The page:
Use of MAbTope docking algorithm to define the epitopes of 2 antibodies against Cathepsin D.
Background Triple-negative breast cancer (TNBC) treatment is currently restricted to chemotherapy. Hence, tumor-specific molecular targets and/or alternative therapeutic strategies for TNBC are urgently needed. Immunotherapy is emerging as an exciting treatment option for TNBC patients. The aspartic protease cathepsin D (cath-D), a marker of poor prognosis in breast cancer (BC), is overproduced and hypersecreted by human BC cells. This study explores whether cath-D is a tumor cell-associated extracellular biomarker and a potent target for antibody-based therapy in TNBC.
Methods Cath-D prognostic value and localization was evaluated by transcriptomics, proteomics and immunohistochemistry in TNBC. First-in-class anti-cath-D human scFv fragments binding to both human and mouse cath-D were generated using phage display and cloned in the human IgG1 λ format (F1 and E2). Anti-cath-D antibody biodistribution, antitumor efficacy and in vivo underlying mechanisms were investigated in TNBC MDA-MB-231 tumor xenografts in nude mice. Antitumor effect was further assessed in TNBC patient-derived xenografts (PDXs).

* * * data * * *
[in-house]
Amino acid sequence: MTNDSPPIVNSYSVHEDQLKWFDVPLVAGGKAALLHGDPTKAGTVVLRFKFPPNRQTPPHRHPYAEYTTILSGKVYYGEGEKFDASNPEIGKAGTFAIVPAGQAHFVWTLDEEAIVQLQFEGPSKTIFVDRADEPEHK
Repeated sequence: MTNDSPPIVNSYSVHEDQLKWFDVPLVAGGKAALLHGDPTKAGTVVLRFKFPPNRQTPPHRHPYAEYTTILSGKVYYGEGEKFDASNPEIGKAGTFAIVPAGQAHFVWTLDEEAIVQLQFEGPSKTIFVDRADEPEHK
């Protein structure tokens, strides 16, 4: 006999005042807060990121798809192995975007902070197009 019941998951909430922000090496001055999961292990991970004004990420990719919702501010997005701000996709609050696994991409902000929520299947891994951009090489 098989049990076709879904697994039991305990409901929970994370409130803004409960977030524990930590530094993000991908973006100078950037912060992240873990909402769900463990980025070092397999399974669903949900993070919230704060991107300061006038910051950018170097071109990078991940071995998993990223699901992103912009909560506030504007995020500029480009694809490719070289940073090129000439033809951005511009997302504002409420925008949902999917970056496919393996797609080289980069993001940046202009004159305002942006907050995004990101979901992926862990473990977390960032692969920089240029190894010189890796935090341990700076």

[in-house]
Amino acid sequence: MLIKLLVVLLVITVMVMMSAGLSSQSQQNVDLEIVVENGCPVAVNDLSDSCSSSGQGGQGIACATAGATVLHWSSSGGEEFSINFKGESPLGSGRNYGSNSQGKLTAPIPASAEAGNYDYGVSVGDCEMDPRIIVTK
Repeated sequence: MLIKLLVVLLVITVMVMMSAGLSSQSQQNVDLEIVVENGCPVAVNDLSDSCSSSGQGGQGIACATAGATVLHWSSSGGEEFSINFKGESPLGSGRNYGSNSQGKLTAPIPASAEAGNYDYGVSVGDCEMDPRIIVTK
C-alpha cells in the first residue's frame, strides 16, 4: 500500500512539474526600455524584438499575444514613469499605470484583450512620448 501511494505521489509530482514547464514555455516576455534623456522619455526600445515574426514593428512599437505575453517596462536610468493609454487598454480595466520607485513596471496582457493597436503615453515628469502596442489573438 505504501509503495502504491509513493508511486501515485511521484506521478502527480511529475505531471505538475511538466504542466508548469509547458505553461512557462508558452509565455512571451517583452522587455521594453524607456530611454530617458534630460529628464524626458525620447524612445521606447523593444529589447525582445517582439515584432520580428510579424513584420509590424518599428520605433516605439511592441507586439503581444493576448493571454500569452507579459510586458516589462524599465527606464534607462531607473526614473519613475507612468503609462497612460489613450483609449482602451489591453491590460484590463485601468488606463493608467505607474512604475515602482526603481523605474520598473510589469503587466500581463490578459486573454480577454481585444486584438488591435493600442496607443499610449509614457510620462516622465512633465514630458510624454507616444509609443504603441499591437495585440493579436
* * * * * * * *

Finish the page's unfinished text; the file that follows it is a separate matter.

Results High CTSD mRNA levels correlated with shorter recurrence-free survival in TNBC, and extracellular cath-D was detected in the tumor microenvironment, but not in matched normal breast stroma. Anti-cath-D F1 and E2 antibodies accumulated in TNBC MDA-MB-231 tumor xenografts, inhibited tumor growth and improved mice survival without apparent toxicity. The Fc function of F1, the best antibody candidate, was essential for maximal tumor inhibition in the MDA-MB-231 model. Mechanistically, F1 antitumor response was triggered through natural killer cell activation via IL-15 upregulation, associated with granzyme B and perforin production, and the release of antitumor IFNγ cytokine. The F1 antibody also prevented the tumor recruitment of immunosuppressive tumor-associated macrophages M2 and myeloid-derived suppressor cells, a specific effect associated with a less immunosuppressive tumor microenvironment highlighted by TGFβ decrease. Finally, the antibody F1 inhibited tumor growth of two TNBC PDXs, isolated from patients resistant or not to neo-adjuvant chemotherapy.
Conclusion Cath-D is a tumor-specific extracellular target in TNBC suitable for antibody-based therapy. Immunomodulatory antibody-based strategy against cath-D is a promising immunotherapy to treat patients with TNBC.